Unfortunately, confusion and stigma surrounding mental health can make telling loved ones about your mental health condition even more difficult. However, confiding in your support system, including your closest friends and family, is often essential for emotional and mental well-being. When you talk to someone who is sympathetic can reduce your stress levels and improve your mental health. Loved ones can also provide concrete support, like help finding treatment or getting to and from appointments. To help, we’ve rounded up eight tips to help you decide who, how and what to talk about.
Talk About Your Mental Health When You’re Ready
When or if you decide to tell friends and family about your mental illness, be sure to do so when you are ready. Don’t feel forced to share before you feel comfortable. Your feelings are your priority. You can even practice with a therapist and discuss potential issues or questions that may arise. It is also important to choose a time when you feel well enough to articulate and translate your thoughts in the best way possible.
Who to Trust in Regards to Talking About Mental Health
You are not obligated to talk to anyone about your mental health diagnosis. This is your mental illness, so you decide who gets to know and who doesn’t. If you’re unsure about whether to tell other people, try creating a list of pros and cons. Consider the following questions when determining who you should talk to:
- Do I feel emotionally safe with this person?
- Can I trust this person?
- Are they judgmental?
- Would they be willing to learn about my mental illness?
- Will they be capable of offering emotional support?
Jot Down What You Want to Say
It may be difficult to remember everything you want to say, or it may be hard to put what you want to say into words. It can be helpful to jot down some notes before your conversation with your loved ones. Notes can help you organize your thoughts and make sure are communicating in the best way possible.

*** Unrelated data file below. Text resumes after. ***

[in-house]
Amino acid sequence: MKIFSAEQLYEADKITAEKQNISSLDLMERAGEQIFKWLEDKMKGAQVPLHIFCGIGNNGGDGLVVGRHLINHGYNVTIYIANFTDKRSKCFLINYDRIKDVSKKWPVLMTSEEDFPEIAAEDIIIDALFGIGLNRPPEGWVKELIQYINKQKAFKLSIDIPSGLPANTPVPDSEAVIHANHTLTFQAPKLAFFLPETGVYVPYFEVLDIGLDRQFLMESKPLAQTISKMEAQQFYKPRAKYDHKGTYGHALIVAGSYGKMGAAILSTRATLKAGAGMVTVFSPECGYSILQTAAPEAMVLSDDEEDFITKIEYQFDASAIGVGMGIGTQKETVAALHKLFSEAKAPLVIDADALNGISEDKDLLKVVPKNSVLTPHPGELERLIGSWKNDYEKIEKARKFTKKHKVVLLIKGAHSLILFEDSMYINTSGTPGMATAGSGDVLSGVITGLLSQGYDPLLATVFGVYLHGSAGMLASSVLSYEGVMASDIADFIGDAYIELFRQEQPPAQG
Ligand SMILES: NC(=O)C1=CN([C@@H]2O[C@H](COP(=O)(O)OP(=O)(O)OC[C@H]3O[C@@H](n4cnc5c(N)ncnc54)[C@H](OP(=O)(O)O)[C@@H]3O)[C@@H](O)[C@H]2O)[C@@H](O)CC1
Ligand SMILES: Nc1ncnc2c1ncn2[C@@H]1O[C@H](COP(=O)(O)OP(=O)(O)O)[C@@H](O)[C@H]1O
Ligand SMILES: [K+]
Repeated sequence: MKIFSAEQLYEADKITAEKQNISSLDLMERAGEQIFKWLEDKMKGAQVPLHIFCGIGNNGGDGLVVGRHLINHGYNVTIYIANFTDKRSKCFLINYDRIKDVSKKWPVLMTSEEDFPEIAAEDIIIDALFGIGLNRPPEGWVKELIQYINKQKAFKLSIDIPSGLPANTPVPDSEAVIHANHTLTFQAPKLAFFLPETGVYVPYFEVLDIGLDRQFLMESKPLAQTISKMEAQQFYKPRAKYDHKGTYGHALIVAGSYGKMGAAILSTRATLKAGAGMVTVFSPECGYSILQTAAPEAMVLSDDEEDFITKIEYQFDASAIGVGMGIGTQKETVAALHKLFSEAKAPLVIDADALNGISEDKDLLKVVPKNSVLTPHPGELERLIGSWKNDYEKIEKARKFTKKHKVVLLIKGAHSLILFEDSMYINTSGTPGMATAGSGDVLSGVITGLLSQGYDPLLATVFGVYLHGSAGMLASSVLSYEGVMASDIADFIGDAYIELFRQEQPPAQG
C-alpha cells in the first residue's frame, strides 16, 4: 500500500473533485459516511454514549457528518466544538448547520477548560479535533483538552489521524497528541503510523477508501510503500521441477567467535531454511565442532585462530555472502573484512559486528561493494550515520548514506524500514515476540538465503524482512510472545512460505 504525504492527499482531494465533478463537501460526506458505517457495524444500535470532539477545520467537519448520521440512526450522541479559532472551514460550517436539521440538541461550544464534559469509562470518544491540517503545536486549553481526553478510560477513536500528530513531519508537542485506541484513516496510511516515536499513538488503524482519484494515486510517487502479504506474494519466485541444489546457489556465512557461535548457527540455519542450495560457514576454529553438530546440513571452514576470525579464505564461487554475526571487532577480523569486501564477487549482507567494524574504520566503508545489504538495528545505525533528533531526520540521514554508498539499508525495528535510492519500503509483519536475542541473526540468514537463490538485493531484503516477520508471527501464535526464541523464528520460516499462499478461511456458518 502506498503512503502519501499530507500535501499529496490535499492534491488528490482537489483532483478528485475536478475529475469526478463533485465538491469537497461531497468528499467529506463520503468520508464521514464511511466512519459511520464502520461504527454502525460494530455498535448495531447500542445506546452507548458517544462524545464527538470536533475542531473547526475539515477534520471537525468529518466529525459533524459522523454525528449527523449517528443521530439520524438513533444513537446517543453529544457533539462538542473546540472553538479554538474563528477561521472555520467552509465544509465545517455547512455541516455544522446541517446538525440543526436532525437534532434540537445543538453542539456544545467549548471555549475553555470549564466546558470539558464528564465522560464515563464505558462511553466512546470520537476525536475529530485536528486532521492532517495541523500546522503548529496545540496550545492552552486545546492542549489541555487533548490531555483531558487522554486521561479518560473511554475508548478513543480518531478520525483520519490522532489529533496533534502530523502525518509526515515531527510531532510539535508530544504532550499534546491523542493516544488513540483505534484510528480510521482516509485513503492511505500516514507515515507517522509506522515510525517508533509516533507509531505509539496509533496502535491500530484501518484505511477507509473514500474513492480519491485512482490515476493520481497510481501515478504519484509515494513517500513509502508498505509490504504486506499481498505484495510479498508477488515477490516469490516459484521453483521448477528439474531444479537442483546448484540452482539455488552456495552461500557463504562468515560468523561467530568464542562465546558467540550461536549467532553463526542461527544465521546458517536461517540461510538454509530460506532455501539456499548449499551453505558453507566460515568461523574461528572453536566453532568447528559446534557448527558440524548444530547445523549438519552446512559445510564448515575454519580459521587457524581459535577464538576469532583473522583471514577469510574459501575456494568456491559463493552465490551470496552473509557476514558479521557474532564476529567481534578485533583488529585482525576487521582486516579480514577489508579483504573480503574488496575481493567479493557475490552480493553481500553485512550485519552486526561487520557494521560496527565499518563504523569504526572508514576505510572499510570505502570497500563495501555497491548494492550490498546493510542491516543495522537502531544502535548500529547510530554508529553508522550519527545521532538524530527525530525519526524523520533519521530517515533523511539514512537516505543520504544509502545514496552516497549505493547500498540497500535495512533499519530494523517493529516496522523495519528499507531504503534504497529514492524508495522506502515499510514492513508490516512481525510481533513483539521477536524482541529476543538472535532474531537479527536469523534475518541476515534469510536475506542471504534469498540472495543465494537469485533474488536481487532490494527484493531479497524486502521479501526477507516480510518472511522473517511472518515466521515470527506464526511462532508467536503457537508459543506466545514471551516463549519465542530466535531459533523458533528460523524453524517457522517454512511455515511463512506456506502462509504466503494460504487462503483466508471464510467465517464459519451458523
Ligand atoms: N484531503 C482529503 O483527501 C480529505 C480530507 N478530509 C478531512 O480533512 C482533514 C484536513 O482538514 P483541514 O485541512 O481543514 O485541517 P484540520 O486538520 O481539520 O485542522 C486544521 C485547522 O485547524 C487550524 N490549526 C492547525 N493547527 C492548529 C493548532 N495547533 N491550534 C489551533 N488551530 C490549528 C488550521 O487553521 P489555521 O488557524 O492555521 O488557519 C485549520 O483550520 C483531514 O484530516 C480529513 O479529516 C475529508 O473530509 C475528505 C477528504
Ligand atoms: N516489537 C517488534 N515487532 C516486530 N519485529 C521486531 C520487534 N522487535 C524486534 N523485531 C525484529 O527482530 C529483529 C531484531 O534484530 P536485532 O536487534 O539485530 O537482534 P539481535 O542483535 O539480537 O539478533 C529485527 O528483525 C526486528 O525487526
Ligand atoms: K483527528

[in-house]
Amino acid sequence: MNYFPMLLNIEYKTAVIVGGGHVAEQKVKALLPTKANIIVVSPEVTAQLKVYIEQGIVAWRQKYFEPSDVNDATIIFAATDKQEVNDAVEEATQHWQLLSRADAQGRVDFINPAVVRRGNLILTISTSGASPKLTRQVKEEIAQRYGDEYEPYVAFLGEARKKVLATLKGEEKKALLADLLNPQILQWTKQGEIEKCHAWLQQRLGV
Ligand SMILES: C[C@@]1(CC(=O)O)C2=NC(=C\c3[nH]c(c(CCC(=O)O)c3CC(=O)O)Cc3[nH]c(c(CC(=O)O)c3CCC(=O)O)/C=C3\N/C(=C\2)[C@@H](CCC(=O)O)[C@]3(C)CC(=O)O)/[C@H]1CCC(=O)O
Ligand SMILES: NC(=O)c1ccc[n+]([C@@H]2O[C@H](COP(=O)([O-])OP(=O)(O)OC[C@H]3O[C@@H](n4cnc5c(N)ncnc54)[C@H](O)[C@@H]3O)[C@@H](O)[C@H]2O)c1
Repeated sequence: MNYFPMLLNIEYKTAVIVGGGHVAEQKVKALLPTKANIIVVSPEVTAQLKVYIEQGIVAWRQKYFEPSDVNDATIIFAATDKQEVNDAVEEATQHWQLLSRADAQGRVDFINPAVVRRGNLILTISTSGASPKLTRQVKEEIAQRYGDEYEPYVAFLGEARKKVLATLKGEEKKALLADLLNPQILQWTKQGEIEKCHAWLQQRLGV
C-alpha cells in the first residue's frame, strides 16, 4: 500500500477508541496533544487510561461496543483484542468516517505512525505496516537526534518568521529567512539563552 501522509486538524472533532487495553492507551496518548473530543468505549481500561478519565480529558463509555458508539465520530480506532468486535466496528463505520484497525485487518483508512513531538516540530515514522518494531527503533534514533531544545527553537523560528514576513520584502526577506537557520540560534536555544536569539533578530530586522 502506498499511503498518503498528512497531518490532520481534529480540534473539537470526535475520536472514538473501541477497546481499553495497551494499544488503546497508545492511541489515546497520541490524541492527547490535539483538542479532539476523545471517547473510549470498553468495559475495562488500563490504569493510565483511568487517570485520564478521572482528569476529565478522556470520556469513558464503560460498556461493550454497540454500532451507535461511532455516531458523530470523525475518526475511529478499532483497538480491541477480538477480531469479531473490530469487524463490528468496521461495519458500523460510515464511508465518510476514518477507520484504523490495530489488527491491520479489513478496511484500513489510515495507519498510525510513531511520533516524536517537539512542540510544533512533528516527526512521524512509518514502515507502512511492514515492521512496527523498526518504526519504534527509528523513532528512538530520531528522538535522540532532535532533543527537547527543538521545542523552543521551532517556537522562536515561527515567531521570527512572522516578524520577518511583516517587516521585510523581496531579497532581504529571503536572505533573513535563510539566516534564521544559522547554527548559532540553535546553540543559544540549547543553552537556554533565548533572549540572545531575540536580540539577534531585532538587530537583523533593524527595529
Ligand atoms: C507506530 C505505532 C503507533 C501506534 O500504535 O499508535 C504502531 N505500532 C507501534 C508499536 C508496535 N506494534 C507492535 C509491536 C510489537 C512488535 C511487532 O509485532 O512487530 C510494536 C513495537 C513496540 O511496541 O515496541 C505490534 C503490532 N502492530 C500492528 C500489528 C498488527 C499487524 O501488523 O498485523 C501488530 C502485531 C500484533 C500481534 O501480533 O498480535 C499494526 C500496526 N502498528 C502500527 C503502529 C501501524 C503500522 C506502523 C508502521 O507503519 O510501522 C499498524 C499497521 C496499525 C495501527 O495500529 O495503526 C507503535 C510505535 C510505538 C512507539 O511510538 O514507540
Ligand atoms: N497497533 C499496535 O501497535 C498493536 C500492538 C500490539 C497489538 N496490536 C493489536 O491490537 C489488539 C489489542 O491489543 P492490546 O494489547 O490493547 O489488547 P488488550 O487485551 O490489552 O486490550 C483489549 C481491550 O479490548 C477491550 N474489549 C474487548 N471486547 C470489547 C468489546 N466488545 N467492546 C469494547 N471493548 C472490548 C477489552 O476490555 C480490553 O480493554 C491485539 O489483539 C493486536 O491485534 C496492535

Tell as Much or as Little as You Want
Decide in advance what parts of your diagnosis you’ll discuss and what parts you won’t. You can share as much or as little information as you want. So, if you aren’t comfortable sharing every detail, don’t. Only share what you are comfortable discussing. It is perfectly understandable to answer a question with, “I’d rather not talk about that right now.”
Tell the Whole Truth About Your Mental Illness
Due to the stigma surrounding mental health, it may be tempting to downplay your diagnosis. Sugarcoating the seriousness of your mental health condition can lead to problems down the road. Not disclosing the whole truth about your mental health can set any relationship up for failure. Contrarily, telling them truth can strengthen your bond.
Prepare for Different Kinds of Reactions
Sharing about your mental illness can be difficult for you and your loved ones. Unfortunately, not everyone will have a positive reaction. For some, this news can be difficult to hear, understand or accept. They may need time to process. It is important to be prepared for all kinds of reactions such as sadness, shock, or denial. Some people may not even know how to respond. Make a plan for how you will respond to different outcomes so you can feel prepared to handle different reactions if they occur.
Provide Information When Talking About Mental Health
There is a lot of misinformation about mental illness. In order to break down the stigma, do your research and provide as much information as possible. Print out some basic information to help educate others about what you are going through.
Let Them Know How They Can Support You
Your loved ones may feel like it is their responsibility to “fix” you. They may try to help you feel better in ways that they think are helpful, even when they’re not really helpful at all. Even when loved ones want to help, they often don’t know how. So, talk openly about your mental health. Give friends and family a better chance to help by asking directly for specific types of mental health help. And, set boundaries. Be clear with people about when you want their advice and when you just want them to listen.